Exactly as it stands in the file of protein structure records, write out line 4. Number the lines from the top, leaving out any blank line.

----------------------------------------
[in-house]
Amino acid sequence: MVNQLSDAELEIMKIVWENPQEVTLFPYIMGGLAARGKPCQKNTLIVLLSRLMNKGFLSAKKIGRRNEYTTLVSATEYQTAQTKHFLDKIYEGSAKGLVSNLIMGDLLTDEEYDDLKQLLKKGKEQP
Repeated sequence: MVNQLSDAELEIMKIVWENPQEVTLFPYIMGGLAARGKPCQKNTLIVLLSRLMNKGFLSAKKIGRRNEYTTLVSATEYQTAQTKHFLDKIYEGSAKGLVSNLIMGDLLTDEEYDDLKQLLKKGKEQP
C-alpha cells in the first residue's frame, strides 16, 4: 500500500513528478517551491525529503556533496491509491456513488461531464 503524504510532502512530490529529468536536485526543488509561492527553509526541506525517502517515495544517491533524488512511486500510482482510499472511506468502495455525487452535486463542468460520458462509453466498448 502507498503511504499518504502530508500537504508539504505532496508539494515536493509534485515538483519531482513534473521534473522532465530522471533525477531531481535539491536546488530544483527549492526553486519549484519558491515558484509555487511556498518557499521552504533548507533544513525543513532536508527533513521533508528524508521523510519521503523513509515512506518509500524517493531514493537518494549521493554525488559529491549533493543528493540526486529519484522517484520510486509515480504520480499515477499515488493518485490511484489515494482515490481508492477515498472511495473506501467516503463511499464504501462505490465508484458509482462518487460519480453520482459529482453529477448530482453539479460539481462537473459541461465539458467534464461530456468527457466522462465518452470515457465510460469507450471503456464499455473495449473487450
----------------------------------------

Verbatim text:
C-alpha cells in the first residue's frame, strides 16, 4: 500500500513528478517551491525529503556533496491509491456513488461531464 503524504510532502512530490529529468536536485526543488509561492527553509526541506525517502517515495544517491533524488512511486500510482482510499472511506468502495455525487452535486463542468460520458462509453466498448 502507498503511504499518504502530508500537504508539504505532496508539494515536493509534485515538483519531482513534473521534473522532465530522471533525477531531481535539491536546488530544483527549492526553486519549484519558491515558484509555487511556498518557499521552504533548507533544513525543513532536508527533513521533508528524508521523510519521503523513509515512506518509500524517493531514493537518494549521493554525488559529491549533493543528493540526486529519484522517484520510486509515480504520480499515477499515488493518485490511484489515494482515490481508492477515498472511495473506501467516503463511499464504501462505490465508484458509482462518487460519480453520482459529482453529477448530482453539479460539481462537473459541461465539458467534464461530456468527457466522462465518452470515457465510460469507450471503456464499455473495449473487450